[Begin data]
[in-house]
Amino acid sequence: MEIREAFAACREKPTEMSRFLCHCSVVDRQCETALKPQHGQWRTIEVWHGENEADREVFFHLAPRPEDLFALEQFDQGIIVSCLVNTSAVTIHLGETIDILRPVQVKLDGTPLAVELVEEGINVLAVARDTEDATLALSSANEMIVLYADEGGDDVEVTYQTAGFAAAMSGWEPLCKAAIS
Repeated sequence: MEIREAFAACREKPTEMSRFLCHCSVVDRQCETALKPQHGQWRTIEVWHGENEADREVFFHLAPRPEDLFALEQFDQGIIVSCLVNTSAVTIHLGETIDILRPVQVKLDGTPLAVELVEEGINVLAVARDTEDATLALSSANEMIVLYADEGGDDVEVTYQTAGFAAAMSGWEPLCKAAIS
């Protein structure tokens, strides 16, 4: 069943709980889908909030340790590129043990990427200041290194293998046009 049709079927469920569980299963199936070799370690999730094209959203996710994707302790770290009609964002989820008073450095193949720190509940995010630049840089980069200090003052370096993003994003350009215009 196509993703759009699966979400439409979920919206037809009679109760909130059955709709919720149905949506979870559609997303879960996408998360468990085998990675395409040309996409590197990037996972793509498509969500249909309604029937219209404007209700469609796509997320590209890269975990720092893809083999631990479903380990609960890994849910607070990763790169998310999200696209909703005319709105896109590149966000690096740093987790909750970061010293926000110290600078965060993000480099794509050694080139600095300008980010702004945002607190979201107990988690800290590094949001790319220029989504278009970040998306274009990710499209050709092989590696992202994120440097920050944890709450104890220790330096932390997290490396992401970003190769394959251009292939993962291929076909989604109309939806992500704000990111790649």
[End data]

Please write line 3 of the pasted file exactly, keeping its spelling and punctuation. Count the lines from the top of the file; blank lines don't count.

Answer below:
Repeated sequence: MEIREAFAACREKPTEMSRFLCHCSVVDRQCETALKPQHGQWRTIEVWHGENEADREVFFHLAPRPEDLFALEQFDQGIIVSCLVNTSAVTIHLGETIDILRPVQVKLDGTPLAVELVEEGINVLAVARDTEDATLALSSANEMIVLYADEGGDDVEVTYQTAGFAAAMSGWEPLCKAAIS